So, my mea culpa tour, if you will…

Pride Goeth Before LaFell: Ah, yes. Brandon LaFell. You mean the guy discussed in our wide receivers review this past spring with less enthusiasm than Aaron Dobson and Kenbrell Thompkins? Is this the same guy who a) converted a third down on a back-shoulder pass that looked more like a front-knee pass with a defender draped all over him? The guy who snatches footballs out of the air like a frog catching flies, to the point where we say about half the time, “Did he just catch that?”

Sure, I had doubts. Panthers fans lamented his lack of consistency snaring the ball. Some of us got a little wary of the Belichick Opponent Syndrome, where the coach obsesses over players who do well vs. New England (Wes Welker signing = good; Ochocinco = mal.) Through 10 games, LaFell has 39 reception for 536 yards (14.8 avg) and five touchdowns. And by the way, did you realize he caught 11 passes against Chicago for 124 yards? I didn’t.

Probably because, like opposing defenses, I was focused on –

I Wanna Gronk And Roll All Night (Y Fiesta Todos Los Dias): The next time I or anyone else complains about Bill Belichick’s second-round picks, just say the name Rob Gronkowski. Gronk – a risk at the time, considering he’d missed his final year at Arizona with neck issues – has helped shaped the offense into the amorphous monster it has become. You want a receiver? In 10 games, Gronk’s got 53 catches for 734 yards and nine TDs, a solid season for most tight ends. You want a blocker? Look what he did to Colts safety Sergio Brown on Jonas Gray’s fourth and final touchdown.

Just ridiculous. This year, with the benefit of solid health, he has returned as the player Patriots fans missed. And he has elevated Tom Brady’s play alongside his own.

The Price Was Wright: Yes, good, another miss by me. I was not a fan of the Logan Mankins/Tim Wright deal, just because the O-line seemed to be in a state of flux where Mankins could have helped maintain some stability. Was Dan Connolly going to stick around, or Ryan Wendell?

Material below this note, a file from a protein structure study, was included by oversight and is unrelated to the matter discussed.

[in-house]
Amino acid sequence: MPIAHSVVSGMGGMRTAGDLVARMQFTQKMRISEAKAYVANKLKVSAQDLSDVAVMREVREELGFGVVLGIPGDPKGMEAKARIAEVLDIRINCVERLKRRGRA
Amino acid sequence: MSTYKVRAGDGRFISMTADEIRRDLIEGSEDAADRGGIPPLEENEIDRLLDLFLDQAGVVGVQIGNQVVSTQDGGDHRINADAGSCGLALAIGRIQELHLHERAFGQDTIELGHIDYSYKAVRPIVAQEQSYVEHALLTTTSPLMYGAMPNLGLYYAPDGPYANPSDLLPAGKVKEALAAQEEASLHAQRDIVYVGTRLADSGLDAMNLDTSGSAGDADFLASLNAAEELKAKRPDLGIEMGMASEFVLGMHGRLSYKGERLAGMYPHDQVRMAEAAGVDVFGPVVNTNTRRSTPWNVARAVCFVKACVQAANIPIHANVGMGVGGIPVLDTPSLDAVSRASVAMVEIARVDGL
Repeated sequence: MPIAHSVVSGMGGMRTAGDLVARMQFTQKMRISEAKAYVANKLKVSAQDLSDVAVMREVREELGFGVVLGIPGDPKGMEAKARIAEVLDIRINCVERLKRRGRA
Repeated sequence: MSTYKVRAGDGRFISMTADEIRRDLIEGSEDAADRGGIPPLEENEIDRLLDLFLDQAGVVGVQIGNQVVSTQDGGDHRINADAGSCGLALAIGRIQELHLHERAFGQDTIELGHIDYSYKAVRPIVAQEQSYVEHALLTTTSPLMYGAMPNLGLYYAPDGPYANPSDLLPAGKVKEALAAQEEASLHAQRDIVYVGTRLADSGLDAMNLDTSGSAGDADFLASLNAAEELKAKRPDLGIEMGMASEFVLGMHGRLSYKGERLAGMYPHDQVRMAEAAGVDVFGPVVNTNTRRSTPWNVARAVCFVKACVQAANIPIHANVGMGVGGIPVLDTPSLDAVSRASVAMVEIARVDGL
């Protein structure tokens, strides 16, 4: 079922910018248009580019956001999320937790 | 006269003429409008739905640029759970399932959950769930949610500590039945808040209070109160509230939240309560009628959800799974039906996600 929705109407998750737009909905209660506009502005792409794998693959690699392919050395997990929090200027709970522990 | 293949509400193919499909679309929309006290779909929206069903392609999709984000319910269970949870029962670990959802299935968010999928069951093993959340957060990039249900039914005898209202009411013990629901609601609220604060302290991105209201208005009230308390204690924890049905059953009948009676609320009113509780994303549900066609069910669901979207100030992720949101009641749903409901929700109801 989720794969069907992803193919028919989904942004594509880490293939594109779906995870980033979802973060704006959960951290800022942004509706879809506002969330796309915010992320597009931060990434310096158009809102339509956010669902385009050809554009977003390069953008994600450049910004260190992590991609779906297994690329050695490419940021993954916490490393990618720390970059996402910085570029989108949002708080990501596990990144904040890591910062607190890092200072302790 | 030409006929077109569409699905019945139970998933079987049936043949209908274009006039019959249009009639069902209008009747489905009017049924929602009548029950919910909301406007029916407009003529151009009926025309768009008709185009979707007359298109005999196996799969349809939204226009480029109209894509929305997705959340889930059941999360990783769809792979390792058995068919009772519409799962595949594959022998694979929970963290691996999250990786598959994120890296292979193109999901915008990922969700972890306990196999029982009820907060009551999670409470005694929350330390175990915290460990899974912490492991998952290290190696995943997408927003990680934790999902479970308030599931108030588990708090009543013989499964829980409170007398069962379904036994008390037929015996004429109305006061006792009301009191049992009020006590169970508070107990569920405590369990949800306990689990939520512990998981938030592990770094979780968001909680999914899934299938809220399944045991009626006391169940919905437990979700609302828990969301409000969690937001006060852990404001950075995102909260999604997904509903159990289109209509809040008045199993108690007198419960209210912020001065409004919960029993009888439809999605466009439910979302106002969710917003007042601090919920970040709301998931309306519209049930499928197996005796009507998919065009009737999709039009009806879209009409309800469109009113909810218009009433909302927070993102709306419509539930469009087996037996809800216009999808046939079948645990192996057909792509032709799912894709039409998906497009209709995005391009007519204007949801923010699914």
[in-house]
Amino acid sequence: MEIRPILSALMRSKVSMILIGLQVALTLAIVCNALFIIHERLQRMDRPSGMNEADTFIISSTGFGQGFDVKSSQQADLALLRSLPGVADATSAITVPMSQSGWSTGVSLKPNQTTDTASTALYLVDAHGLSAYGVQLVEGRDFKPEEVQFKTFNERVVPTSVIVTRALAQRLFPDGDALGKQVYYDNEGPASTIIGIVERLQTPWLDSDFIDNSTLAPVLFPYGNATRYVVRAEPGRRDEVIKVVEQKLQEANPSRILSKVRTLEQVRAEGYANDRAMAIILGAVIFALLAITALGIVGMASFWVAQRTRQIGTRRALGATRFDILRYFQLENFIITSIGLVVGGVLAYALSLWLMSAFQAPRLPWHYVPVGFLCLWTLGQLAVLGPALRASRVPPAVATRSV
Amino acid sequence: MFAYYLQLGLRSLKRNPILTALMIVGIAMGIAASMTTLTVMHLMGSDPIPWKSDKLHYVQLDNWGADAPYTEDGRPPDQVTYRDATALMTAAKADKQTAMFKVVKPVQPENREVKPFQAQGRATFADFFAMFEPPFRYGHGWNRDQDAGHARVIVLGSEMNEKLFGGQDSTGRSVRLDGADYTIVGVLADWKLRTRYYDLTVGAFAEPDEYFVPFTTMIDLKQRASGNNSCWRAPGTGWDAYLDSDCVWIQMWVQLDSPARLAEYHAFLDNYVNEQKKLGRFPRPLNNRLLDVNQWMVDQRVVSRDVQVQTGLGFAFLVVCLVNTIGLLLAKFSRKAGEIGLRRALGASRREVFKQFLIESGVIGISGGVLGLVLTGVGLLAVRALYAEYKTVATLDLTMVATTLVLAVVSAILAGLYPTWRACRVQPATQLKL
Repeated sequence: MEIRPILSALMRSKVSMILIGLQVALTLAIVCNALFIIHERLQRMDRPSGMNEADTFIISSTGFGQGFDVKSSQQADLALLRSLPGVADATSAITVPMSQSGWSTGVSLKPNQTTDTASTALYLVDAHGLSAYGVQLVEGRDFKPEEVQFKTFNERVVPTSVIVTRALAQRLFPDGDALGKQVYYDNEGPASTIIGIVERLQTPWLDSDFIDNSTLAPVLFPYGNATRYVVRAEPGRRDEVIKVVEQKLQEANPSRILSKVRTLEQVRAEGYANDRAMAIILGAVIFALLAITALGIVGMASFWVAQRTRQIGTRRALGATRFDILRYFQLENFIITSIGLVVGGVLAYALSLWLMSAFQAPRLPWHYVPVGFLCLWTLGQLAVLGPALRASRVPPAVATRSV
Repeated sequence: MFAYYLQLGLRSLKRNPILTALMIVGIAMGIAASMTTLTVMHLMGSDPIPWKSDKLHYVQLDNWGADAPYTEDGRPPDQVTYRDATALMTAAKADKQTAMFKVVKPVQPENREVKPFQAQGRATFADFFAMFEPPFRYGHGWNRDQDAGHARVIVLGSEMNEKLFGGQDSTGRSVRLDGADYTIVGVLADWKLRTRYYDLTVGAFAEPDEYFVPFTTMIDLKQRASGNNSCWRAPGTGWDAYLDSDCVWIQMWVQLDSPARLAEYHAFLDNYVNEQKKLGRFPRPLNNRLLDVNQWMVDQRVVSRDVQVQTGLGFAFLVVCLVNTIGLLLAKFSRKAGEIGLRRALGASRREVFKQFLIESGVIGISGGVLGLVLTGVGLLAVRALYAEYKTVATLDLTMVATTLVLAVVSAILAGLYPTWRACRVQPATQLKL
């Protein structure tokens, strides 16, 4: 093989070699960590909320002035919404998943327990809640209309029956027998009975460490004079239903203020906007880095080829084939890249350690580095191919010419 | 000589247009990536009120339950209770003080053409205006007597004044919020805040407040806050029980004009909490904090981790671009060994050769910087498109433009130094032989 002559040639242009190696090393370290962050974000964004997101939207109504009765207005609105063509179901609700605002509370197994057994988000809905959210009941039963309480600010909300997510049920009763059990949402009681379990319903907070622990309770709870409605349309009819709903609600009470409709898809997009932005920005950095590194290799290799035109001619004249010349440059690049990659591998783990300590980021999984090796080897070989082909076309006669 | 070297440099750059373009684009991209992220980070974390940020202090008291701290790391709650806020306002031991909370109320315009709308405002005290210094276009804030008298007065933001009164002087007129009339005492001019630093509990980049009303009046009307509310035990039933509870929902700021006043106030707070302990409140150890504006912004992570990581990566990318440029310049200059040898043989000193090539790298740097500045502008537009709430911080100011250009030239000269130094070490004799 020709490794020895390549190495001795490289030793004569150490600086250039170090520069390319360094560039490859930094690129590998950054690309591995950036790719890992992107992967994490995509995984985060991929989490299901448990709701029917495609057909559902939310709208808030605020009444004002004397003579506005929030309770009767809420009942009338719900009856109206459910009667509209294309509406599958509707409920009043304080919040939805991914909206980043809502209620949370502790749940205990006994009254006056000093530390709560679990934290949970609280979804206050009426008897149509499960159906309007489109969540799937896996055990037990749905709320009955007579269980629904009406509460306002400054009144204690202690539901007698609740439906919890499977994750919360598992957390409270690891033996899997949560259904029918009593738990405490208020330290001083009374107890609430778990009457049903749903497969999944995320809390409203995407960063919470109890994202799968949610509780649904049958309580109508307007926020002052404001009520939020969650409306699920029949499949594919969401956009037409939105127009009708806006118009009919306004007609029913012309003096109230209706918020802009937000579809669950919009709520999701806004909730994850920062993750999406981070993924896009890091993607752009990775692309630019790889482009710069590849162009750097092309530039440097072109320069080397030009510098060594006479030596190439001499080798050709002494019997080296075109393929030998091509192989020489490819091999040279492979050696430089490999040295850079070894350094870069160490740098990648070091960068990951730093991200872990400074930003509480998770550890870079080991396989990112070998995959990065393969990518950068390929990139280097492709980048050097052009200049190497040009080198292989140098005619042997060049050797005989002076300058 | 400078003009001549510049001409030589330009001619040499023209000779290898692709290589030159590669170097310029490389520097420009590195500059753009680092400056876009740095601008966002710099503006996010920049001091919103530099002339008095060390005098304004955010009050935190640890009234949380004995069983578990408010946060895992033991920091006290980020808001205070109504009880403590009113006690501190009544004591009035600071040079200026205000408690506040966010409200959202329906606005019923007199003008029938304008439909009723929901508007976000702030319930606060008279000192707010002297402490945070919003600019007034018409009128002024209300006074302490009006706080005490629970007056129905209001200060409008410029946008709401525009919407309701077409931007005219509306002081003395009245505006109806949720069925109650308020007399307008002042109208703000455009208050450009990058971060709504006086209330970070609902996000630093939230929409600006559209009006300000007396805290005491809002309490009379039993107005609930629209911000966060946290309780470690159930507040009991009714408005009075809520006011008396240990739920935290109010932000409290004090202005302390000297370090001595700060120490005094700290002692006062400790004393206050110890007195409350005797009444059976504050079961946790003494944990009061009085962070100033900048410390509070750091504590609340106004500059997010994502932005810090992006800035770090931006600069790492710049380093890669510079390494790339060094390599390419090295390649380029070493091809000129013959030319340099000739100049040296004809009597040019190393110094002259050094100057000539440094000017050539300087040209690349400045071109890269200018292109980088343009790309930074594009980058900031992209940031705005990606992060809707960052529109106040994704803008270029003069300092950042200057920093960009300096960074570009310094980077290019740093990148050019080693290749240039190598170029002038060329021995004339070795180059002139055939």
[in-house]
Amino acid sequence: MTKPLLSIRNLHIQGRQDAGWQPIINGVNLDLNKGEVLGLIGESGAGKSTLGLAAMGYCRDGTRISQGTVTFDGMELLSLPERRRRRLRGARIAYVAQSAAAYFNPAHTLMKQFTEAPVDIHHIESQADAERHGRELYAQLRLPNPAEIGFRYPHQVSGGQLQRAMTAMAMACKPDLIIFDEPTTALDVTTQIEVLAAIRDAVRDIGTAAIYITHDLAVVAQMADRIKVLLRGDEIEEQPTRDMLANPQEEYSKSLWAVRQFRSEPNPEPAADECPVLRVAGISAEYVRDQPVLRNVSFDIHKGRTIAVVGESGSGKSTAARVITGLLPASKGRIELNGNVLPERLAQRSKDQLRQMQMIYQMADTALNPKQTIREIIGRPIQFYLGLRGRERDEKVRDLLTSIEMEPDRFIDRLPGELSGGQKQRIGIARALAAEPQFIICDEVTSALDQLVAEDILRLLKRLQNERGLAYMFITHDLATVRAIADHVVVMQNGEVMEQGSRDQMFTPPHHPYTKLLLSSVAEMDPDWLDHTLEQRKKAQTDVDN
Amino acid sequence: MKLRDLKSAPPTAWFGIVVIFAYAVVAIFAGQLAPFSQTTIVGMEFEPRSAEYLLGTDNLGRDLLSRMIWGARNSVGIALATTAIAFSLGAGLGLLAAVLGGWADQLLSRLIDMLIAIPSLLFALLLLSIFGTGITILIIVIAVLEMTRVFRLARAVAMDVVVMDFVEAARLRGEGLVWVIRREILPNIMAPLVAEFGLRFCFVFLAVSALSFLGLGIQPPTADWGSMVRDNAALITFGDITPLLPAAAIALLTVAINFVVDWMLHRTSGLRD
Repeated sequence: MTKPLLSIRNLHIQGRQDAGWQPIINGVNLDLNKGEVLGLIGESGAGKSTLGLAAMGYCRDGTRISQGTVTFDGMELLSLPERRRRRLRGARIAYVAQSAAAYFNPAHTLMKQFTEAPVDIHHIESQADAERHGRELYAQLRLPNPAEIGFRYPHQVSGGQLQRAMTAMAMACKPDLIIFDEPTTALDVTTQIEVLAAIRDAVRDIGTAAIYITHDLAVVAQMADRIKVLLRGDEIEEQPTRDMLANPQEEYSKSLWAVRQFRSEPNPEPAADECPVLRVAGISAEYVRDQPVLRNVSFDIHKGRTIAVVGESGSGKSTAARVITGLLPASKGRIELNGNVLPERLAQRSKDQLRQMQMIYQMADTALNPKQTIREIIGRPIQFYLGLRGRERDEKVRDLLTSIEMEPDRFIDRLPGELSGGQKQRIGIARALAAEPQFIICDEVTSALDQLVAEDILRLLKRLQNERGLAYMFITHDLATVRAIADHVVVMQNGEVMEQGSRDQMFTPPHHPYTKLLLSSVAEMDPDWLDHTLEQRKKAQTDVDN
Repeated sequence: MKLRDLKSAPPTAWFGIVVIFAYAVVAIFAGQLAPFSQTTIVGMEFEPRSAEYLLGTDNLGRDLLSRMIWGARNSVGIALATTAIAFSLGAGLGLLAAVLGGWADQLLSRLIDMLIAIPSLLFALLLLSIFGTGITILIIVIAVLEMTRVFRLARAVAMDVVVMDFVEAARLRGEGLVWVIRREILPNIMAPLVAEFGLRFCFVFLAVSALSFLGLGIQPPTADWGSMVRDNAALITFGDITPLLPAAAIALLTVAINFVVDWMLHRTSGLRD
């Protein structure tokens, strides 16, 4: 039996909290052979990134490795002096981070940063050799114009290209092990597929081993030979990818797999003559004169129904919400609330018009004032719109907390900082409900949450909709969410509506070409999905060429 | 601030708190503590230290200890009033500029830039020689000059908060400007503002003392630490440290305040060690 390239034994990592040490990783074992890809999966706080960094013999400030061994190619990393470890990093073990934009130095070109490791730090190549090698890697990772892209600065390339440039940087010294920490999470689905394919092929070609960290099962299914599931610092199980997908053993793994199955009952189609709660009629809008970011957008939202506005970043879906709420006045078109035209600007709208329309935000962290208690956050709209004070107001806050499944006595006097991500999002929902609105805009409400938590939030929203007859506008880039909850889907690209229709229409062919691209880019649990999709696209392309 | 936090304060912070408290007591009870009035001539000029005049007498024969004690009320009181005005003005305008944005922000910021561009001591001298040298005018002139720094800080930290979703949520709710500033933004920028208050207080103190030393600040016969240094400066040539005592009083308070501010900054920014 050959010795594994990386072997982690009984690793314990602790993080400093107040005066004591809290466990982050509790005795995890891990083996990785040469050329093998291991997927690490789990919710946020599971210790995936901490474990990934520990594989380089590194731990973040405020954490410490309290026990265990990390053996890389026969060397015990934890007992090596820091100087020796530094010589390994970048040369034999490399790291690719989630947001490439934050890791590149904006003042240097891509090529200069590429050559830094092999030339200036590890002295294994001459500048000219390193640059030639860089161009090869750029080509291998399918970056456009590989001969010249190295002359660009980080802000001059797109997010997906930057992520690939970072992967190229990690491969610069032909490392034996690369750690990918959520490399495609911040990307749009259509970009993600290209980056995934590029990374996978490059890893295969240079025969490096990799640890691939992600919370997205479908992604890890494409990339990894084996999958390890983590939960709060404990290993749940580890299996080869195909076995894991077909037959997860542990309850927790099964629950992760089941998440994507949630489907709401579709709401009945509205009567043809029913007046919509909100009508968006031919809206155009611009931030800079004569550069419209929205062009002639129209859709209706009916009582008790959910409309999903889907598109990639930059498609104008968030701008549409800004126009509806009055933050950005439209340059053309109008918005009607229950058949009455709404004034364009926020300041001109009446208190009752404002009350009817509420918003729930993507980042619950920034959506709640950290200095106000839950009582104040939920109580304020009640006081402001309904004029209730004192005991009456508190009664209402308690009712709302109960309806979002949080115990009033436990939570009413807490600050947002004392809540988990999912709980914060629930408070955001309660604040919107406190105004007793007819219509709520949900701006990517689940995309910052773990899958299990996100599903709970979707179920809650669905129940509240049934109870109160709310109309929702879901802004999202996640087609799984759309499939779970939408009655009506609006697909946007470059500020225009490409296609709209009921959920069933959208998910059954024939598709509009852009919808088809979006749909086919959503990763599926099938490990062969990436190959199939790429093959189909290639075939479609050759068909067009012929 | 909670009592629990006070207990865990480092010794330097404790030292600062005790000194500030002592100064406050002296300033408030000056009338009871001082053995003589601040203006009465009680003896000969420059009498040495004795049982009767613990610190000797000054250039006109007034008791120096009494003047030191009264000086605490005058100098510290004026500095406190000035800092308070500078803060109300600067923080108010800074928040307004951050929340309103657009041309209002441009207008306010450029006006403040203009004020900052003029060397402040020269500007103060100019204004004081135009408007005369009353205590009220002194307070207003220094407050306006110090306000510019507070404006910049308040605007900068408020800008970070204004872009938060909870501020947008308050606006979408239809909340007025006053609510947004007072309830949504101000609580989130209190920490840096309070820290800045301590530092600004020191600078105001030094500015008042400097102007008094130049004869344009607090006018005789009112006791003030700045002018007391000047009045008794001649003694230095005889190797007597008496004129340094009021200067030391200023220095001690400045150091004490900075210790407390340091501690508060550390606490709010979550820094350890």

Yes, and yes. Along with rookie center Bryan Stork, the middle of the line has solidified, giving Brady a hell of a lot more time than he had early in the season. Wright, meanwhile, has 18 receptions and four touchdowns, adding another wrinkle for defensive coordinators to worry about.

Everything Turns Gray: I remember looking over potential late-round/undrafted rookies in 2012 and coming across Jonas Gray, a 5-10, 225-pound senior who’d missed his final season at Notre Dame due to a terrible knee injury. His only event at his pro day? The bench press: 31 reps of 225 pounds. Figured New England could take a flyer on him as a backup to Stevan Ridley.

Well, after stops in Miami and Baltimore, fans are glad that plan eventually came together. Sunday night, Gray broke out like a teenager on a chocolate binge, compiling 199 yards on 38 carries (5.2 avg) and four touchdowns at Indianapolis. He had shown signs of productivity vs. Chicago two weeks prior (17 for 86, 5.1 avg) and did enough against Denver (12 for 33, 2.8) to make play-action viable. Certainly can’t expect the same numbers when Detroit shows up, but important that the loss of Ridley for the season won’t become the giant setback some of us feared.

Holy crap: I haven’t even talked about the defense yet.

This Is My Brother Darrelle And My Other Brother Darrelle: What? Nope. Wait a minute…